WE NEED TO DO WHAT DONS DO

By August 28, 2020 Articles

One morning I was browsing on YouTube when I came across an Oscar De La Hoya interview via Fight Hub (Click here). He was discussing some of his greatest opponents. The beginning of the interview, he immediately states Ike Quartey was the toughest opponent he had ever faced.  He said “It was like he had bricks in his hand. His jab was strong and good enough to knock you down.”

Immediately! Minutes into the interview I had to see what he was referring too.

I have a relatively good knowledge about boxing. But I would be described probably as a causal fan. But very similar to football. Where I have knowledge and experience. Seconds into the fight I could see he was talented, and what Oscar was referring too. Great fight with a few knock downs, where Oscar De La Hoya was the victor.

In further research and via Wikipedia. I went on to find Quartey’s best weapon was his jab, which was considered to be one of the best in boxing while he was in his prime. He primarily relied on a “peek-a-boo” or “clam-shell” defence, which consisted of him allowing punches to land on his arms, elbows and gloves, which he kept held tightly to his cheeks and ribcage.

Why didn’t I know of Ike Quartey?

via www.graphic.com.gh I found –

Knicknamed the Bazooka. The Former WBA welterweight champion Ike Quartey, lost interest in boxing after his controversial defeat to legendary Oscar De La Hoya in 1999.

The hard-hitting Ghanaian was in pole position to win the clash until a knockdown and flurry of punches in the final round gifted De La Hoya the verdict on the scorecards.

Quartey lost on a split points decision but proved himself as one of the best welterweights at the time with his performance against boxing’s ‘Golden Boy’.

Quartey described the split decision loss to the American as “unbelievable,” considering how he dominated the fight

“He didn’t win the fight but he was only given the win on boxing politics at the time,” an emotional Quartey said

After the fight. Quartey took a break from boxing for 14 months, and later 5 years due to personal, business and health issues. In reading and recounting his story, he was a highly rated fighter by his peers and the boxing fraternity. But due to issues beyond his control, he was unable to turn out consistently and perform at the highest level for several years.

I drew immediate comparison with football. In having a wide range of talent. And sometimes these players been unable to perform consistently at the highest level due to issues beyond their control.

During and following our interview with Alex Daley. A former Montserrat International (Click here). I drew some of these same comparisons and conclusions where players have been unable to perform consistently at the highest level due to issues beyond their control.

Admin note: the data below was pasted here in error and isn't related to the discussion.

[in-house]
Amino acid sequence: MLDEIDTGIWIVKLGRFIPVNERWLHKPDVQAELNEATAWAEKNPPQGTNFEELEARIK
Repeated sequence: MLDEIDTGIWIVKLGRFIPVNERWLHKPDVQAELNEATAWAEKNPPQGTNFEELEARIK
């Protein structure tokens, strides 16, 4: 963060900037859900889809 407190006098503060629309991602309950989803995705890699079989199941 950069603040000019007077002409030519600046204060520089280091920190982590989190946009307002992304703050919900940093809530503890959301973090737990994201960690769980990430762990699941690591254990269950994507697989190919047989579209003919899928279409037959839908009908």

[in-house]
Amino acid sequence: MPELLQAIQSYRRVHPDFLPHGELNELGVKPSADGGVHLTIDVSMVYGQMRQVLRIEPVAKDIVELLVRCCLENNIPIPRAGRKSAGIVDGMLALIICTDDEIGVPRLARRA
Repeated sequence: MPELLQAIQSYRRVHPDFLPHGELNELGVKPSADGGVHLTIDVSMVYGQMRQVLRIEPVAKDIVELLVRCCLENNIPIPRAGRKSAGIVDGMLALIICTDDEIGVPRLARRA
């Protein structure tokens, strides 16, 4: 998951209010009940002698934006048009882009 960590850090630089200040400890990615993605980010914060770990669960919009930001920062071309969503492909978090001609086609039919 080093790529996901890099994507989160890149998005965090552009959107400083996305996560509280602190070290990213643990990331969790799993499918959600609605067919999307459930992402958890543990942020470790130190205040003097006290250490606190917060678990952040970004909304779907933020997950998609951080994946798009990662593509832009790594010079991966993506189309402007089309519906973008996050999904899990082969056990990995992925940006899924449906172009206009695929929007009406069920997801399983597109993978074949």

To give more context to an incredible story. Alex Daley left Montserrat at aged 10. But with regular visits back Montserrat. Despite playing Sunday League Football, Alex Daley up until the age of 21 was a full International and played in a World Cup Qualifier. He later worked with the federation. Montserrat is a country/island which has 5,000 inhabitants. With there being more Montserratians outside of Montserrat.

It’s Phenomenal’ – An article written by the Guardian of how six Londoners were on verge of glory with Montserrat will tell you all you need to know (Click here)

Alex and I off the air the air discussed the conflict of the home nationals (in general) and the Diaspora.

Not included. I immediately drew parallels with Ghana and other footballing nations. Those with potential and those which lack resources. The topic about resources is always a minefield, with recent or past indiscretions of the mishandling of funds. The wider public don’t know what resources are available! But from experience, conversations and history. We all have to contribute and build towards change and legacy.

SE DONS from London, and like others in the UK have broken the mould of what is known as Sunday League Football. In developing a brand which is changing the face of football, they have worldwide following that is recognisable for their personalities and message #ANYTHING. BBC Interview  ‘The world’s greatest sunday league team’ (Click here). Sky Sports ‘The biggest Sunday League team in the country’ Interview (Click here).

And on a grand scale. We have examples with the investment in Manchester City, Chelsea, Qatar, and Paris Saint Germain. I didn’t failed to include the USMNT. And why would I? Set to host the World Cup in 2026, just like Qatar. The investment in their game has been incredible.

Roman Abromaovich, Nasser Al-Khelaifi and The Qatar Sports Investment group have to be admired for their bravery. Walking down a path never walked on before. Having achieved so much – on and off the field with their incredible branding, It must be acknowledged and recognised, that (further) success is only a step away.

Success will develop an ecosystem of financial wealth and opportunity as seen in Ghana with independent academies like Right to Dream.  Who not only develop football players, but educate and provide scholarships to children and young adults. With history, experience, and our podcast with Alex Daley. It’s evident now more than ever to improve the success of football in Africa and our country. Our federation. We need to personally invest, create structures and systems, and be the change we want to see.

Congratulations SE DONS, Nasser Al-Khelaifi, The Qatar Sports Investment Group and Paris Saint Germain

Written by Andrew Mensah-Twumasi @andrewmensahjr (IG/Twitter)

 

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